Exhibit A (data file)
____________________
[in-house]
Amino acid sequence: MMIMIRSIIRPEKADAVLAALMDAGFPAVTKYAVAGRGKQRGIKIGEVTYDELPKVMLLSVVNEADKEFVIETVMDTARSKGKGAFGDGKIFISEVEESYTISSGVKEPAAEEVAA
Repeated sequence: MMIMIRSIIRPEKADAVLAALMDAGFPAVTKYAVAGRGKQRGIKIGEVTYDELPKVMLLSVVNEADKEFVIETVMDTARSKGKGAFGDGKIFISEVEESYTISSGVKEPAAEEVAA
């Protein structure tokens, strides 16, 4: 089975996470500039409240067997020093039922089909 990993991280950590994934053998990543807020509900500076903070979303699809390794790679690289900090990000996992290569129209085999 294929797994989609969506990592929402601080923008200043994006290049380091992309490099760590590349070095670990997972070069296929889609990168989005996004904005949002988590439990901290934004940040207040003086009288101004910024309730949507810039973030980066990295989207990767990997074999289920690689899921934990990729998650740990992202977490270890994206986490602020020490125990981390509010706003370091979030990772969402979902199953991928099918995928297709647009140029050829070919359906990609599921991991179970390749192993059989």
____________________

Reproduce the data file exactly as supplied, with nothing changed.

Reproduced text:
[in-house]
Amino acid sequence: MMIMIRSIIRPEKADAVLAALMDAGFPAVTKYAVAGRGKQRGIKIGEVTYDELPKVMLLSVVNEADKEFVIETVMDTARSKGKGAFGDGKIFISEVEESYTISSGVKEPAAEEVAA
Repeated sequence: MMIMIRSIIRPEKADAVLAALMDAGFPAVTKYAVAGRGKQRGIKIGEVTYDELPKVMLLSVVNEADKEFVIETVMDTARSKGKGAFGDGKIFISEVEESYTISSGVKEPAAEEVAA
């Protein structure tokens, strides 16, 4: 089975996470500039409240067997020093039922089909 990993991280950590994934053998990543807020509900500076903070979303699809390794790679690289900090990000996992290569129209085999 294929797994989609969506990592929402601080923008200043994006290049380091992309490099760590590349070095670990997972070069296929889609990168989005996004904005949002988590439990901290934004940040207040003086009288101004910024309730949507810039973030980066990295989207990767990997074999289920690689899921934990990729998650740990992202977490270890994206986490602020020490125990981390509010706003370091979030990772969402979902199953991928099918995928297709647009140029050829070919359906990609599921991991179970390749192993059989």